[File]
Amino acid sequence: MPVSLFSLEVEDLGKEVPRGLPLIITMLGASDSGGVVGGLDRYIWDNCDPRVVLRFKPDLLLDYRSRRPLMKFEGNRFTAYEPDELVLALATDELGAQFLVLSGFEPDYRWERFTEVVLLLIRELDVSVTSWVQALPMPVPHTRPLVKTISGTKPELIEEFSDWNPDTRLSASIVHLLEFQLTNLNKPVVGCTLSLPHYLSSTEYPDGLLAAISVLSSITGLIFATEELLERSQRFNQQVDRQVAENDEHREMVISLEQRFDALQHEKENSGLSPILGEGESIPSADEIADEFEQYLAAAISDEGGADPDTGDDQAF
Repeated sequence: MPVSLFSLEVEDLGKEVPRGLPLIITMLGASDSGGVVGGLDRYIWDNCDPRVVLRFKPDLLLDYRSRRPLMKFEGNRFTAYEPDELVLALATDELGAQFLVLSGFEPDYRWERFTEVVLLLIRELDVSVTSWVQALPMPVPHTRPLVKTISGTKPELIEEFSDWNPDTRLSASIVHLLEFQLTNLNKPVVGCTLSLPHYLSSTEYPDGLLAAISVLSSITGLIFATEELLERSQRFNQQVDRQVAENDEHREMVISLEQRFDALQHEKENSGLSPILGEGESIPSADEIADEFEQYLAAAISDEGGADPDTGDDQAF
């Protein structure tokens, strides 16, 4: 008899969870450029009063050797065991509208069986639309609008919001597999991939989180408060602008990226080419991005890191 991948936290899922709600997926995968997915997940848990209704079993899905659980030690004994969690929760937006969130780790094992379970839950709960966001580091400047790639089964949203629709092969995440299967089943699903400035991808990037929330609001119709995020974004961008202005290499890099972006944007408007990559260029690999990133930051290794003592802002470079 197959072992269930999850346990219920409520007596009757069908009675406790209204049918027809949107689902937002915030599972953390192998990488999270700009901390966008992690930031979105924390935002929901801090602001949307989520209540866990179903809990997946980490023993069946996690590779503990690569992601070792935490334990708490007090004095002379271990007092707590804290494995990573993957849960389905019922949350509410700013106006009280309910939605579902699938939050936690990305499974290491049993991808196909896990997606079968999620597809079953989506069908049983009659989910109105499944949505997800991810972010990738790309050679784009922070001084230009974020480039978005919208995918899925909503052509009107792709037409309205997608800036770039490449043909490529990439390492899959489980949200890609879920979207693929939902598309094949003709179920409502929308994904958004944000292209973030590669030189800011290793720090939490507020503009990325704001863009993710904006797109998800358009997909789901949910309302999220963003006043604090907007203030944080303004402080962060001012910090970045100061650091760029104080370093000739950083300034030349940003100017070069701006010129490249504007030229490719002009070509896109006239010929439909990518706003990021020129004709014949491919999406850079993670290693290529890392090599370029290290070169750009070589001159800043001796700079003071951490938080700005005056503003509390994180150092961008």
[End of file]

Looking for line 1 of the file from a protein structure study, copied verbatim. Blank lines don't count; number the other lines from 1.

Amino acid sequence: MPVSLFSLEVEDLGKEVPRGLPLIITMLGASDSGGVVGGLDRYIWDNCDPRVVLRFKPDLLLDYRSRRPLMKFEGNRFTAYEPDELVLALATDELGAQFLVLSGFEPDYRWERFTEVVLLLIRELDVSVTSWVQALPMPVPHTRPLVKTISGTKPELIEEFSDWNPDTRLSASIVHLLEFQLTNLNKPVVGCTLSLPHYLSSTEYPDGLLAAISVLSSITGLIFATEELLERSQRFNQQVDRQVAENDEHREMVISLEQRFDALQHEKENSGLSPILGEGESIPSADEIADEFEQYLAAAISDEGGADPDTGDDQAF